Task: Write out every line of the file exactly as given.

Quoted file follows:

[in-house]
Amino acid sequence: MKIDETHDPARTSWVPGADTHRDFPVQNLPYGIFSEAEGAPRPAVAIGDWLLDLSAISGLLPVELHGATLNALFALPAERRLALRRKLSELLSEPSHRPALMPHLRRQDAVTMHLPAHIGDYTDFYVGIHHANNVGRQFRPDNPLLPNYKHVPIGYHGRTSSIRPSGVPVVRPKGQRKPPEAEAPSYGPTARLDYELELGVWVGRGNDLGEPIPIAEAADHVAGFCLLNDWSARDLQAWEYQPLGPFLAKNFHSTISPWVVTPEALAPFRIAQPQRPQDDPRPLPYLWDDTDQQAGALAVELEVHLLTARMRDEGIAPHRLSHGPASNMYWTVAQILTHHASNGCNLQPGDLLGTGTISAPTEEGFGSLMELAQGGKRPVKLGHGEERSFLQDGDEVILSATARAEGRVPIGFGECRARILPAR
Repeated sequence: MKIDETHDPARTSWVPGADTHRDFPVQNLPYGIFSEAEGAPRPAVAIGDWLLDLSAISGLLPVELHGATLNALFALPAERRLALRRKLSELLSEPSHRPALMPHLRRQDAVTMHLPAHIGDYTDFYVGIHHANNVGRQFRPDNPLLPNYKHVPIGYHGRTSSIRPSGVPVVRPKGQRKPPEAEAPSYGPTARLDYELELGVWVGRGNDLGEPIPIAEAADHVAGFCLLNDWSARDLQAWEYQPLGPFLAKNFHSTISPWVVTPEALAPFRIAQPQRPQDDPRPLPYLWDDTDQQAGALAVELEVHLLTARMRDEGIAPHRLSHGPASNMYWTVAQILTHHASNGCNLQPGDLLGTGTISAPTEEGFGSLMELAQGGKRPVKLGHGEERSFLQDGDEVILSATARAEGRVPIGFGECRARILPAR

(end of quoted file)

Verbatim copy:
[in-house]
Amino acid sequence: MKIDETHDPARTSWVPGADTHRDFPVQNLPYGIFSEAEGAPRPAVAIGDWLLDLSAISGLLPVELHGATLNALFALPAERRLALRRKLSELLSEPSHRPALMPHLRRQDAVTMHLPAHIGDYTDFYVGIHHANNVGRQFRPDNPLLPNYKHVPIGYHGRTSSIRPSGVPVVRPKGQRKPPEAEAPSYGPTARLDYELELGVWVGRGNDLGEPIPIAEAADHVAGFCLLNDWSARDLQAWEYQPLGPFLAKNFHSTISPWVVTPEALAPFRIAQPQRPQDDPRPLPYLWDDTDQQAGALAVELEVHLLTARMRDEGIAPHRLSHGPASNMYWTVAQILTHHASNGCNLQPGDLLGTGTISAPTEEGFGSLMELAQGGKRPVKLGHGEERSFLQDGDEVILSATARAEGRVPIGFGECRARILPAR
Repeated sequence: MKIDETHDPARTSWVPGADTHRDFPVQNLPYGIFSEAEGAPRPAVAIGDWLLDLSAISGLLPVELHGATLNALFALPAERRLALRRKLSELLSEPSHRPALMPHLRRQDAVTMHLPAHIGDYTDFYVGIHHANNVGRQFRPDNPLLPNYKHVPIGYHGRTSSIRPSGVPVVRPKGQRKPPEAEAPSYGPTARLDYELELGVWVGRGNDLGEPIPIAEAADHVAGFCLLNDWSARDLQAWEYQPLGPFLAKNFHSTISPWVVTPEALAPFRIAQPQRPQDDPRPLPYLWDDTDQQAGALAVELEVHLLTARMRDEGIAPHRLSHGPASNMYWTVAQILTHHASNGCNLQPGDLLGTGTISAPTEEGFGSLMELAQGGKRPVKLGHGEERSFLQDGDEVILSATARAEGRVPIGFGECRARILPAR